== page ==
Quinn, Sheila O'Brien

    2007-08-01

    Charles Poyen's lecture tour introducing animal magnetism to America has been described as triumphant (Forrest, 2000), but according to Poyen's own account (1837/1982) the beginning of his tour, devoted to northern New England, was anything but successful. Poyen success did not begin until he partnered with Cynthia Gleason, a talented hypnotic subject, from Pawtucket, Rhode Island. The subsequent lectures and demonstrations by Poyen and Gleason generated the interest that Poyen had been seeking. Rhode Island appears to have developed a much more accepting attitude toward animal magnetism than the rest of New England as indicated by the wide use of magnetism in the Providence area even after Poyen had the left the United States. In this article, I examine the roles played by Cynthia Gleason as well as Thomas H. Webb, M.D., the editor of the Providence Daily Journal and Dr. Francis Wayland, the president of Brown University, and George Capron, M.D., in furthering the acceptance of magnetism in America.

  4. Estimating gross primary productivity (GPP) of forests across southern England at high spatial and temporal resolution using the FLIGHT model

    Science.gov (United States)

    Pankaew, Prasan; Milton, Edward; Dawson, Terry; Dash, Jadu

    2013-04-01

    Forests and woodlands play an important role in CO2 flux and in the storage of carbon, therefore it is important to be able to estimate gross primary productivity (GPP) and its change over time. The MODIS GPP product (MOD17) provides near-global GPP, but at relatively coarse spatial resolution (1km pixel size) and only every eight days. In order to study the dynamics of GPP over shorter time periods and over smaller areas it is necessary to make ground measurements or use a plant canopy model. The most reliable ground-based GPP data are those from the FLUXNET network, which comprises over 500 sites worldwide, each of which measures GPP using the eddy covariance method. Each FLUXNET measurement corresponds to GPP from an area around the sampling tower, the size and shape of which varies with weather conditions, notably wind speed and direction. The FLIGHT forest light simulation model (North, 1996) is a Monte Carlo based model to estimate the GPP from forest canopies, which does not take into account the spatial complexity of the site or the wind conditions at the time. Forests in southern England are small and embedded in a matrix of other land cover types (agriculture, urban etc.), so GPP estimated from FLIGHT needs to be adjusted to match that measured from a FLUXNET tower. The aim of this paper is to develop and test a method to adjust FLIGHT GPP so that it matches FLUXNET GPP. The advantage of this is that GPP can then be estimated over many other forests which do not possess FLUXNET sites. The study was based on data from two mixed broadleaf forests in southern England (Wytham Woods and Alice Holt forest), both of which have FLUXNET sites located within them. The FLUXNET meteorological data were prepared for use in the FLIGHT model by converting broadband irradiance to photosynthetically active radiance (PAR) and estimating diffuse PAR, using methods developed in previous work by the authors. The standard FLIGHT model tended to overestimate GPP in the winter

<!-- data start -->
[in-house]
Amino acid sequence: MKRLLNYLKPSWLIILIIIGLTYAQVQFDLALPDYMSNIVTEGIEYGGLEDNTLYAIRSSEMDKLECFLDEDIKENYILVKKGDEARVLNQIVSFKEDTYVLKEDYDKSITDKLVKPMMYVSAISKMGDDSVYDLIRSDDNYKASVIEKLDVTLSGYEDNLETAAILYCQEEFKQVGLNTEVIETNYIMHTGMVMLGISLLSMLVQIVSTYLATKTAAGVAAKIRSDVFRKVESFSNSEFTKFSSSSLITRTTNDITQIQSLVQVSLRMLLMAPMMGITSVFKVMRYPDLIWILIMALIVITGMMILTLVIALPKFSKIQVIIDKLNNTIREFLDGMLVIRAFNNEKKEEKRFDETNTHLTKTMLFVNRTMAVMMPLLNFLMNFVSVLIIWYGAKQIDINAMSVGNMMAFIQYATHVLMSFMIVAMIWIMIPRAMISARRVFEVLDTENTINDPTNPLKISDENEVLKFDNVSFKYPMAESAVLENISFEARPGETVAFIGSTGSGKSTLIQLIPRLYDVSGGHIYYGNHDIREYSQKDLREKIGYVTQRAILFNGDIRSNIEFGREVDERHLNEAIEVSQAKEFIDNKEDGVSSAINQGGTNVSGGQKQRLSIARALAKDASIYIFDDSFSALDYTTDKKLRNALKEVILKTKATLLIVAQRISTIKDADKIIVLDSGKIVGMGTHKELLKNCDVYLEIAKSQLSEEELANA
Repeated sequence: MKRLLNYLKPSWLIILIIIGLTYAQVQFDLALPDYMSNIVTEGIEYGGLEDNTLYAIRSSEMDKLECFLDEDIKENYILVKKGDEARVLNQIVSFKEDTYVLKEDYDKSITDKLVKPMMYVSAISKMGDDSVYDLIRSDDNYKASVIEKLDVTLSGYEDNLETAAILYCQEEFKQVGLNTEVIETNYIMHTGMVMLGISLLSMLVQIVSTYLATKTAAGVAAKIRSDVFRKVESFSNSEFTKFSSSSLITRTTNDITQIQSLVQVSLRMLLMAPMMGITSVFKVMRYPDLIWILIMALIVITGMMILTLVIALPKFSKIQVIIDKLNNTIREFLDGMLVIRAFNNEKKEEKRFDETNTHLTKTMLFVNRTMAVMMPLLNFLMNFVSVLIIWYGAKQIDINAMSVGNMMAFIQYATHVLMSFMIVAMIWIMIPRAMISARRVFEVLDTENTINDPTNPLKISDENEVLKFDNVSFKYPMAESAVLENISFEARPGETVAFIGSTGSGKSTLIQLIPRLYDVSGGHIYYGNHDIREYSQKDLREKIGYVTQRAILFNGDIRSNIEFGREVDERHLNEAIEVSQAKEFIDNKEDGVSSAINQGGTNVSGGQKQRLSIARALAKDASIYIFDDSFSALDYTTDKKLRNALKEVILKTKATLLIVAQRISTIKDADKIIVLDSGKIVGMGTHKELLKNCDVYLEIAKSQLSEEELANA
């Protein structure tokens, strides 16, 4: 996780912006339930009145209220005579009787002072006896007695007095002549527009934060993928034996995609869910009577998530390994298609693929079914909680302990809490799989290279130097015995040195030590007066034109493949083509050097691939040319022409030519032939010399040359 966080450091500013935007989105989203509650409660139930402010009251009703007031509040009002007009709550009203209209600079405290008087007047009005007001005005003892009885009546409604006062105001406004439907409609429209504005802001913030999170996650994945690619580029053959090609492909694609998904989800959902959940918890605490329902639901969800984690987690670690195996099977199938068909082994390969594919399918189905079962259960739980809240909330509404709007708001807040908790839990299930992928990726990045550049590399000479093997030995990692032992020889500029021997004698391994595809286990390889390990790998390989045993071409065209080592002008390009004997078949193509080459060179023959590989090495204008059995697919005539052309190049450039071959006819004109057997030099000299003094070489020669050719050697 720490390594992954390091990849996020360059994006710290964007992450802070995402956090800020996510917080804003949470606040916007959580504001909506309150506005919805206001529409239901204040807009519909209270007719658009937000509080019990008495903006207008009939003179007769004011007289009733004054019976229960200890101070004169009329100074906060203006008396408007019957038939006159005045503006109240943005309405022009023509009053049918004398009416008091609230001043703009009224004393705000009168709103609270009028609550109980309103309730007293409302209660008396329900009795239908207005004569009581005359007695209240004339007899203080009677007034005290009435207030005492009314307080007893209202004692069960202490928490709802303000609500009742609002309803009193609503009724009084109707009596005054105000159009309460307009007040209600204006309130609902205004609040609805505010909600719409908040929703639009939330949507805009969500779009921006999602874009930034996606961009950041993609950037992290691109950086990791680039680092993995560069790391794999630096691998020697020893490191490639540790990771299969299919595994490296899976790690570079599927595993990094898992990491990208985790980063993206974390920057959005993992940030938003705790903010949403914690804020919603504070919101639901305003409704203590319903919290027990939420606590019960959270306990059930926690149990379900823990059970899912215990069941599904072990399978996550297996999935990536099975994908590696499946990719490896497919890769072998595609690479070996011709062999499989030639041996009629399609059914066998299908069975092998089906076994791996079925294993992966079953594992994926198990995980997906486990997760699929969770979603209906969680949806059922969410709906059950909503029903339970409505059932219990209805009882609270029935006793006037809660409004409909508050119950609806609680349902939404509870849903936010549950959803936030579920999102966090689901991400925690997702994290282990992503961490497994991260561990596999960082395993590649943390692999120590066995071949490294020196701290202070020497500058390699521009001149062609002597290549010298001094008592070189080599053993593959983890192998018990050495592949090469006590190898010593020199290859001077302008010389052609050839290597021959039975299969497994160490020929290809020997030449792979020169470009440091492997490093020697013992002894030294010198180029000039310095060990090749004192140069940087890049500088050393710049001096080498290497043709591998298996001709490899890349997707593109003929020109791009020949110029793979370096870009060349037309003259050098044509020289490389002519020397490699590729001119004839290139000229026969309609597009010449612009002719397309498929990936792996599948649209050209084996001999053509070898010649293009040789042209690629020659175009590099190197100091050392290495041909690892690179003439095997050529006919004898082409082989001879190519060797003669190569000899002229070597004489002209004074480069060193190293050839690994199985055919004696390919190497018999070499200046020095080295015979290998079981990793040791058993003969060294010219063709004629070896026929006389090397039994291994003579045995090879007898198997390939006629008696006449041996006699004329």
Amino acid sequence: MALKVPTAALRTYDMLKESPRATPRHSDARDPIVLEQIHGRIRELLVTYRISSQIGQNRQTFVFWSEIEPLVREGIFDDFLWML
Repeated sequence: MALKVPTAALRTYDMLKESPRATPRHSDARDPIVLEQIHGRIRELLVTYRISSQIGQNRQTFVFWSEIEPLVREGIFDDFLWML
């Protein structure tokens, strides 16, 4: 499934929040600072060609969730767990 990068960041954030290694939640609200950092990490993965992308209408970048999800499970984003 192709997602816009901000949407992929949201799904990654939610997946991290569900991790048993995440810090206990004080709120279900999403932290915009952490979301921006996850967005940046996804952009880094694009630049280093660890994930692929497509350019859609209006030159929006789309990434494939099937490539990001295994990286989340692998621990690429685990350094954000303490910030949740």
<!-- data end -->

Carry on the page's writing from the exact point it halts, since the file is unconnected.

5. The relative contribution of sewage and diffuse phosphorus sources in the River Avon catchment, southern England: implications for nutrient management.

    Science.gov (United States)

    Bowes, Michael J; Hilton, John; Irons, Gordon P; Hornby, Duncan D

    2005-05-15